U.S. regional map For more than35 years, Maryland has operated the nation's only all-payerhospital rate regulation program. Is that why its health care costsare so low?  (Image: Shutterstock)

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Although price is the driver of both higher and lower health care costs in some geographies, utilization makes the difference in overallcosts in other states, according to the third annual benchmarkreport, “Healthcare Affordability — Data is the Spark,Collaboration is the Fuel,” by the Network for RegionalHealthcare Improvement, a national organization representing morethan 30 member regional health improvement collaboratives.

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In each of the three benchmark reports, Maryland had the lowest cost of theregions. In the most recent year, the total cost index varied from20 percent below the benchmark for Maryland, to 19 percent abovethe benchmark for Colorado, the highest-cost region.

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Related: Employee benefits vary by region–here's what'spopular where you are

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“The data shuts down anecdotal conversations and opens peoples'eyes,” says Jonathan Mathieu, vice president of data and deliveryat the Center for Improving Value in Health Care (CIVHC), thecollaborative serving Colorado.

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CIVHC worked with legislators to help inform the development ofseveral bills aimed at increasing health care transparency in the state,according to the report. A key piece of legislation passed thatrequires every freestanding outpatient facility — freestandingemergency departments, urgent care centers, imaging centers andothers — to bill using its own unique national provideridentifier.

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“This change will give CIVHC the ability to identify thesevarious facilities in its dataset rather than have the careprovided by those facilities look as though it were provided by ahospital or another facility,” the authors write. “The additionaldata will allow CIVHC to conduct valuable analyses on the care, andthe cost of care, delivered by these facilities.”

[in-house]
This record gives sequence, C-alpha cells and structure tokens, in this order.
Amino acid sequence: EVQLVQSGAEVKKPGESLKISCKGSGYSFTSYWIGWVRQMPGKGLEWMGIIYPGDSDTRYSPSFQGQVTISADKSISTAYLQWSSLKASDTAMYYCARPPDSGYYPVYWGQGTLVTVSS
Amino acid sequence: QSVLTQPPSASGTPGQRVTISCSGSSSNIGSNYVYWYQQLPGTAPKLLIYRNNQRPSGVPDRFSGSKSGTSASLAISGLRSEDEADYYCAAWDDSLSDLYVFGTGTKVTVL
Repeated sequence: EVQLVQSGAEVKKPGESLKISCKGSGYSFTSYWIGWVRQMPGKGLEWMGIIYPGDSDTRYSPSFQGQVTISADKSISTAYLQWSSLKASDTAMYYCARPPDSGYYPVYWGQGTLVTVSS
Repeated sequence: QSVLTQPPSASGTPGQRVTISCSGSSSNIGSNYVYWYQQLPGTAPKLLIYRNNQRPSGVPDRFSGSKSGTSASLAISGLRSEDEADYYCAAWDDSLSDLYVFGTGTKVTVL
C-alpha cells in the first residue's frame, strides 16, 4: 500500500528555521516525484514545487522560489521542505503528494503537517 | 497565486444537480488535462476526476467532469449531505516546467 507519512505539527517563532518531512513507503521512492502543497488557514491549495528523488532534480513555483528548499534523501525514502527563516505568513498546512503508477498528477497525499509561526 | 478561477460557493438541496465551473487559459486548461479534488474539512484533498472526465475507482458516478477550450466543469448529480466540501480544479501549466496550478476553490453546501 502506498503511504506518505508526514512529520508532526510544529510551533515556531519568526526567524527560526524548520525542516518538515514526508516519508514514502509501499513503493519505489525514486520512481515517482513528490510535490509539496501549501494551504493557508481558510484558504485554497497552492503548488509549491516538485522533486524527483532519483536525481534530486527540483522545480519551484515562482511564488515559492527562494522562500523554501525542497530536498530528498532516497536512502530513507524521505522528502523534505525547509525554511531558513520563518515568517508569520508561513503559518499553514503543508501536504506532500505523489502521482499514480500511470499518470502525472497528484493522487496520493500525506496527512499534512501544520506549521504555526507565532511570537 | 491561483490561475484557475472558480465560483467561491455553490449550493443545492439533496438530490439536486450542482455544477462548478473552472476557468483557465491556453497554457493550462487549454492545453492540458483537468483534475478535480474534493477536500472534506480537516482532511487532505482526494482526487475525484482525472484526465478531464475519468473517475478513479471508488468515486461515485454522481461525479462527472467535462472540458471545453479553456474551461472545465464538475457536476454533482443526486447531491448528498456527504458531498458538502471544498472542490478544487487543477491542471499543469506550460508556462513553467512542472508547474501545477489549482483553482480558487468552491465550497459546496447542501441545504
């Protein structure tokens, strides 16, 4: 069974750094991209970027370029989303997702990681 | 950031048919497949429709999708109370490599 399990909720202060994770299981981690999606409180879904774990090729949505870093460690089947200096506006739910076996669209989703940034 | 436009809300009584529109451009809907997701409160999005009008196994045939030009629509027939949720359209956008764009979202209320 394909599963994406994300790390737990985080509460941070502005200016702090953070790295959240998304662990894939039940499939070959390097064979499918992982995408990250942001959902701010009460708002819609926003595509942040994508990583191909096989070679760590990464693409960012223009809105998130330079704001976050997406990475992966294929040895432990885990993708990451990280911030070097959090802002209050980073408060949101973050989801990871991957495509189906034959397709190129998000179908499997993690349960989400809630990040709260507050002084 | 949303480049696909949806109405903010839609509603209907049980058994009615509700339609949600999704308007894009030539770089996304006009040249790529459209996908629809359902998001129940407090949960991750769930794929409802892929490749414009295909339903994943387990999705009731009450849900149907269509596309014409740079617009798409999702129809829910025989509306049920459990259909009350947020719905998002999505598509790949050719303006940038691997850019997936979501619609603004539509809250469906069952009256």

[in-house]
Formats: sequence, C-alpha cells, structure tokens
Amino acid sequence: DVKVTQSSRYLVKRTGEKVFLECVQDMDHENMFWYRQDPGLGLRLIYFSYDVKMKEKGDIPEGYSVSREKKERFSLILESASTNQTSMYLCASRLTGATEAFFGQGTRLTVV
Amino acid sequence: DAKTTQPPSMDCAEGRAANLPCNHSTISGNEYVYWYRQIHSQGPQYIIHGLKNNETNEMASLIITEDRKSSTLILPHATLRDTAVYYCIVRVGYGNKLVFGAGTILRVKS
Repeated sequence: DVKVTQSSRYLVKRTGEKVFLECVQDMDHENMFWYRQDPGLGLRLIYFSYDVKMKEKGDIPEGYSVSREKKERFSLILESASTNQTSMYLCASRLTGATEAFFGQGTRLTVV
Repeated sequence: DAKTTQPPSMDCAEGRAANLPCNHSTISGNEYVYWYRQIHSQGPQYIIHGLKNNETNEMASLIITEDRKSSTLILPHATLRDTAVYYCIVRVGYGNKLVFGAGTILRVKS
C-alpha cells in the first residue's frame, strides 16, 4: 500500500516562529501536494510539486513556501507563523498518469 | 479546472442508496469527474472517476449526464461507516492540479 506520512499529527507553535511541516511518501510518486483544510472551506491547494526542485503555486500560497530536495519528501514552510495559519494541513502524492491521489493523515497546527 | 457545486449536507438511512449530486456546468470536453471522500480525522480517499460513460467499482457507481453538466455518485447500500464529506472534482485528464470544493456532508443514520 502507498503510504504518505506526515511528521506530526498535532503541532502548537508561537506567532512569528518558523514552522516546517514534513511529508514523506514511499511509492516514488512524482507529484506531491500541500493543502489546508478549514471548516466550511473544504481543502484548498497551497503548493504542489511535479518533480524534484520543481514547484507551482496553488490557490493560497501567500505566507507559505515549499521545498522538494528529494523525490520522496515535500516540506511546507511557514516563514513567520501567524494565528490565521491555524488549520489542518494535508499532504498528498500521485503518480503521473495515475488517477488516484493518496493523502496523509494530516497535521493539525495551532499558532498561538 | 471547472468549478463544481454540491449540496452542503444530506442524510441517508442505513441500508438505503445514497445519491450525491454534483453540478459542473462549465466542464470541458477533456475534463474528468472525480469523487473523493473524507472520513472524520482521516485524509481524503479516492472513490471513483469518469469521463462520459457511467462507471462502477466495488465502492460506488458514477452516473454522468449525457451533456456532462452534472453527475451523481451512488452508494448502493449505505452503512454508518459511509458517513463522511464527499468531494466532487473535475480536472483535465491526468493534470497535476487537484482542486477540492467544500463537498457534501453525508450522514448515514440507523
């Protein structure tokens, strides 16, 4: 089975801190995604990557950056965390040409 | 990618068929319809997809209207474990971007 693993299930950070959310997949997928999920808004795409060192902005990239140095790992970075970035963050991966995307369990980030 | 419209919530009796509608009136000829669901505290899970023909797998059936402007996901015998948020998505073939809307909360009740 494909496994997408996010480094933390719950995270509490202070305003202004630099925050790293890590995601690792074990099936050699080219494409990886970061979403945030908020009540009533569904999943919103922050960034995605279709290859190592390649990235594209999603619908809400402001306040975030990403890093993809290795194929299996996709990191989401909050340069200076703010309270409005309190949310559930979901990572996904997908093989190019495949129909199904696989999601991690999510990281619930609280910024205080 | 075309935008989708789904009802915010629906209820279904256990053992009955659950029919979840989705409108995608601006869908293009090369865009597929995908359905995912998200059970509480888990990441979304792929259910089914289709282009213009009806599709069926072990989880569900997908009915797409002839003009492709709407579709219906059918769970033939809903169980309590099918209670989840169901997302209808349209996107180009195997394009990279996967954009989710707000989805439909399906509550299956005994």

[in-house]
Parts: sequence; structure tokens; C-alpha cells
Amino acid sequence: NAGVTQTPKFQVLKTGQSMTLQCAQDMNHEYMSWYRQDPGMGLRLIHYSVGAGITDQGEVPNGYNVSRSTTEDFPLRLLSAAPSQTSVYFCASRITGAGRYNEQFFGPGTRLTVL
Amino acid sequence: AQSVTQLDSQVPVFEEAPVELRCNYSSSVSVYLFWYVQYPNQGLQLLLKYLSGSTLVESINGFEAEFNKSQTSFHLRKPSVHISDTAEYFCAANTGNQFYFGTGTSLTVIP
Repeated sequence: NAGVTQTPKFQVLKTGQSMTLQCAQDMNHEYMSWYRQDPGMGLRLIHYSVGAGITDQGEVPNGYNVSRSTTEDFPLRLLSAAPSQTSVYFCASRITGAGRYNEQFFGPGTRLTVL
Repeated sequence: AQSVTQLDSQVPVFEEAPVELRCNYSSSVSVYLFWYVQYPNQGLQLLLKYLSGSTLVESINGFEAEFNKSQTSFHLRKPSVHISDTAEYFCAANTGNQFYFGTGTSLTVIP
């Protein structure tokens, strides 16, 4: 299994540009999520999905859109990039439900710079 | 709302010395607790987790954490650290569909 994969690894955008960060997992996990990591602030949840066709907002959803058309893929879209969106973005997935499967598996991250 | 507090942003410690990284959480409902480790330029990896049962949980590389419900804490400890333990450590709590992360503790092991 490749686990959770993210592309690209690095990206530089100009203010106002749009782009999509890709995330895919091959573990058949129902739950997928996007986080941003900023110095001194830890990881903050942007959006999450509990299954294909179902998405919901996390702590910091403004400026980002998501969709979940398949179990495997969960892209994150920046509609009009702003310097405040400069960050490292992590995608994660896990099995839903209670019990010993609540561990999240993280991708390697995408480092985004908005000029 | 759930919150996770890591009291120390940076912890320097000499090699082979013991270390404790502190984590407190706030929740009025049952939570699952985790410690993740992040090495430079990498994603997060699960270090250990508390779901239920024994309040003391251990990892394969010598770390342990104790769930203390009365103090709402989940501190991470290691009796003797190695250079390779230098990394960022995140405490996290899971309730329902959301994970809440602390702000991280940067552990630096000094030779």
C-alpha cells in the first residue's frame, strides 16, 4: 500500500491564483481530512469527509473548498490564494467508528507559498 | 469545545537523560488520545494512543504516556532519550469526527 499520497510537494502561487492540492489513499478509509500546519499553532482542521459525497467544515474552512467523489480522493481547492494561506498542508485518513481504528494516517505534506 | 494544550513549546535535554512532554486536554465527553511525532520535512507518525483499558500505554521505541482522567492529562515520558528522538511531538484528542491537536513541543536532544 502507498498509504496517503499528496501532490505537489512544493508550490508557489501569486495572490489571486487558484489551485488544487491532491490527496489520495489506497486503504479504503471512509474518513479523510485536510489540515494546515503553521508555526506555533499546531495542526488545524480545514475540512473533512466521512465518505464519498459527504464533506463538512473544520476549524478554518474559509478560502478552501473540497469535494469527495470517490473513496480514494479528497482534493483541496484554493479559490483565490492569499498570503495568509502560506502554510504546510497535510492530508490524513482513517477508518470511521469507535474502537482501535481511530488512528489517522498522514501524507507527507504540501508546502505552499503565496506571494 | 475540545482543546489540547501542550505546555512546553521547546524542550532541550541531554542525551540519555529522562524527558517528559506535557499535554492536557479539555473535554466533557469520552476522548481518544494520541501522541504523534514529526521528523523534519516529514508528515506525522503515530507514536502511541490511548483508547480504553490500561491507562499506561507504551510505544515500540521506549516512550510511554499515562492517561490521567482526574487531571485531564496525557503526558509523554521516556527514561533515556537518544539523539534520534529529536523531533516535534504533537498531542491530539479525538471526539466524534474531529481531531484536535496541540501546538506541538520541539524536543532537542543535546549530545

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Ben Steffen, Executive Director of the Maryland Health CareCommission, told the report's authors that the results showingMaryland as the lowest cost are not surprising. For more than 35years, Maryland has operated the nation's only all-payer hospitalrate regulation program, and in 2014, the program was expanded.

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Under the new model, the state agreed to limit all-payer percapita hospital growth, including inpatient and outpatient care, to3.58 percent. In addition, Maryland agreed to limit annual Medicareper capita hospital cost growth to a rate lower than the nationalannual per capita growth rate per year for 2015-2018. This year,the program was expanded to physicians and nursing homes andextended until 2023.

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The total cost of care methodology is different from themethodology used by the Centers for Medicare and Medicaid Services,Steffen said. However, the results from the project may point tothe all-payer model having a positive impact for thecommercially-insured as well.

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Utilization rates impacting health care costs also vary acrossstates, according to the report. For example, in all three sets ofresults, Oregon prices, outside of pharmacy costs, have consistently been higherthan the benchmark while resource use has been lower. In contrast,in St. Louis, prices have consistently been shown to be lower thanother regions. However, resource use in St. Louis has consistentlybeen higher, ultimately driving up health care costs.

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“The cost of living here is so much more reasonable than a lotof places so you wouldn't expect our costs to be as high, but theother side of cost is utilization,” Louise Probst, executivedirector of the Midwest Health Initiative, told the authors. “InSt. Louis, we tend to have a slightly older population and higherrates of utilization than other markets.”

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MHI invited employers to join representatives of the region'sleading provider groups for a joint discussion. At the event, MHIshared how each of the groups performed on the total cost of care,utilization and quality measures compared to each other and aregional benchmark.

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“Everybody can learn together.” Probst said. “Only by allstakeholders coming together to discuss trusted information can wedeliver on the promise of higher-value, safer, and more affordablehealthcare in our community.”

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Katie Kuehner-Hebert

Katie Kuehner-Hebert is a freelance writer based in Running Springs, Calif. She has more than three decades of journalism experience, with particular expertise in employee benefits and other human resource topics.